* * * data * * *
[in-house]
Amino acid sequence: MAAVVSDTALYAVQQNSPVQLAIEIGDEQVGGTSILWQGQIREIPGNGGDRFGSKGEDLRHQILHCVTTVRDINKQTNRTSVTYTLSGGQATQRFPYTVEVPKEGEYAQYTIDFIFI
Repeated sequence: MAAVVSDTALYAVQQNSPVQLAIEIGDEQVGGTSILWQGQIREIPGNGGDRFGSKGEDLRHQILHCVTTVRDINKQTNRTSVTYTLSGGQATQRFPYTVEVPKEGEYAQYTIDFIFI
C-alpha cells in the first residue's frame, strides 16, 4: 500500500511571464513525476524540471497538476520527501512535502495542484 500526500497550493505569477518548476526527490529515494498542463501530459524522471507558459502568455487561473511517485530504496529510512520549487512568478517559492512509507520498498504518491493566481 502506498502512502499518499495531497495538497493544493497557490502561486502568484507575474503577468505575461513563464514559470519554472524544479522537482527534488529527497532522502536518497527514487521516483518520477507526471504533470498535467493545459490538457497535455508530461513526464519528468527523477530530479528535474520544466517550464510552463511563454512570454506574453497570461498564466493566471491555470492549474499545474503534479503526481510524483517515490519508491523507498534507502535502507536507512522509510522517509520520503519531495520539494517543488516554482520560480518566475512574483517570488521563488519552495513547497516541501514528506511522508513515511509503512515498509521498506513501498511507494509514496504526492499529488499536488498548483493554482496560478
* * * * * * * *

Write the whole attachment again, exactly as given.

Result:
[in-house]
Amino acid sequence: MAAVVSDTALYAVQQNSPVQLAIEIGDEQVGGTSILWQGQIREIPGNGGDRFGSKGEDLRHQILHCVTTVRDINKQTNRTSVTYTLSGGQATQRFPYTVEVPKEGEYAQYTIDFIFI
Repeated sequence: MAAVVSDTALYAVQQNSPVQLAIEIGDEQVGGTSILWQGQIREIPGNGGDRFGSKGEDLRHQILHCVTTVRDINKQTNRTSVTYTLSGGQATQRFPYTVEVPKEGEYAQYTIDFIFI
C-alpha cells in the first residue's frame, strides 16, 4: 500500500511571464513525476524540471497538476520527501512535502495542484 500526500497550493505569477518548476526527490529515494498542463501530459524522471507558459502568455487561473511517485530504496529510512520549487512568478517559492512509507520498498504518491493566481 502506498502512502499518499495531497495538497493544493497557490502561486502568484507575474503577468505575461513563464514559470519554472524544479522537482527534488529527497532522502536518497527514487521516483518520477507526471504533470498535467493545459490538457497535455508530461513526464519528468527523477530530479528535474520544466517550464510552463511563454512570454506574453497570461498564466493566471491555470492549474499545474503534479503526481510524483517515490519508491523507498534507502535502507536507512522509510522517509520520503519531495520539494517543488516554482520560480518566475512574483517570488521563488519552495513547497516541501514528506511522508513515511509503512515498509521498506513501498511507494509514496504526492499529488499536488498548483493554482496560478